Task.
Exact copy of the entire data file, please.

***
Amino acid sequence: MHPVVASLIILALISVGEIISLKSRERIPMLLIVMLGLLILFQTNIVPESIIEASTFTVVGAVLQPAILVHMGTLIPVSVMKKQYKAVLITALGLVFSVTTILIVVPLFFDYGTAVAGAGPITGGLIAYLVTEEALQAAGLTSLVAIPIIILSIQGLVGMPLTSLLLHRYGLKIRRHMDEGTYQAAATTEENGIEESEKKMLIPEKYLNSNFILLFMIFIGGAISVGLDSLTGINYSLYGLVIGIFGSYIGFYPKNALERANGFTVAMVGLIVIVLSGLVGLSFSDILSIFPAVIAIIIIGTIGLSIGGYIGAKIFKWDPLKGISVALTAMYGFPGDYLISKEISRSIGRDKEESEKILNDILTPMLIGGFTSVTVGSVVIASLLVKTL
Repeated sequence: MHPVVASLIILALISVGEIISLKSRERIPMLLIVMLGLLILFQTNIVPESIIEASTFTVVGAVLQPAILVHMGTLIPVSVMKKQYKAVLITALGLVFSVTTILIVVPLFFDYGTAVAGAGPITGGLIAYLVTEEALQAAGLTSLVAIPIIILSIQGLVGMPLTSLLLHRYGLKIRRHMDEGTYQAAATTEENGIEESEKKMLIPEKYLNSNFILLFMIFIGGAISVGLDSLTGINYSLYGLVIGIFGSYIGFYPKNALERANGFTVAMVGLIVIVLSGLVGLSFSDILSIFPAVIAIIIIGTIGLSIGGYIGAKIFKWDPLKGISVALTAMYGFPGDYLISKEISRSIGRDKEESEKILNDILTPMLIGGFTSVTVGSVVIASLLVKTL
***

Amino acid sequence: MHPVVASLIILALISVGEIISLKSRERIPMLLIVMLGLLILFQTNIVPESIIEASTFTVVGAVLQPAILVHMGTLIPVSVMKKQYKAVLITALGLVFSVTTILIVVPLFFDYGTAVAGAGPITGGLIAYLVTEEALQAAGLTSLVAIPIIILSIQGLVGMPLTSLLLHRYGLKIRRHMDEGTYQAAATTEENGIEESEKKMLIPEKYLNSNFILLFMIFIGGAISVGLDSLTGINYSLYGLVIGIFGSYIGFYPKNALERANGFTVAMVGLIVIVLSGLVGLSFSDILSIFPAVIAIIIIGTIGLSIGGYIGAKIFKWDPLKGISVALTAMYGFPGDYLISKEISRSIGRDKEESEKILNDILTPMLIGGFTSVTVGSVVIASLLVKTL
Repeated sequence: MHPVVASLIILALISVGEIISLKSRERIPMLLIVMLGLLILFQTNIVPESIIEASTFTVVGAVLQPAILVHMGTLIPVSVMKKQYKAVLITALGLVFSVTTILIVVPLFFDYGTAVAGAGPITGGLIAYLVTEEALQAAGLTSLVAIPIIILSIQGLVGMPLTSLLLHRYGLKIRRHMDEGTYQAAATTEENGIEESEKKMLIPEKYLNSNFILLFMIFIGGAISVGLDSLTGINYSLYGLVIGIFGSYIGFYPKNALERANGFTVAMVGLIVIVLSGLVGLSFSDILSIFPAVIAIIIIGTIGLSIGGYIGAKIFKWDPLKGISVALTAMYGFPGDYLISKEISRSIGRDKEESEKILNDILTPMLIGGFTSVTVGSVVIASLLVKTL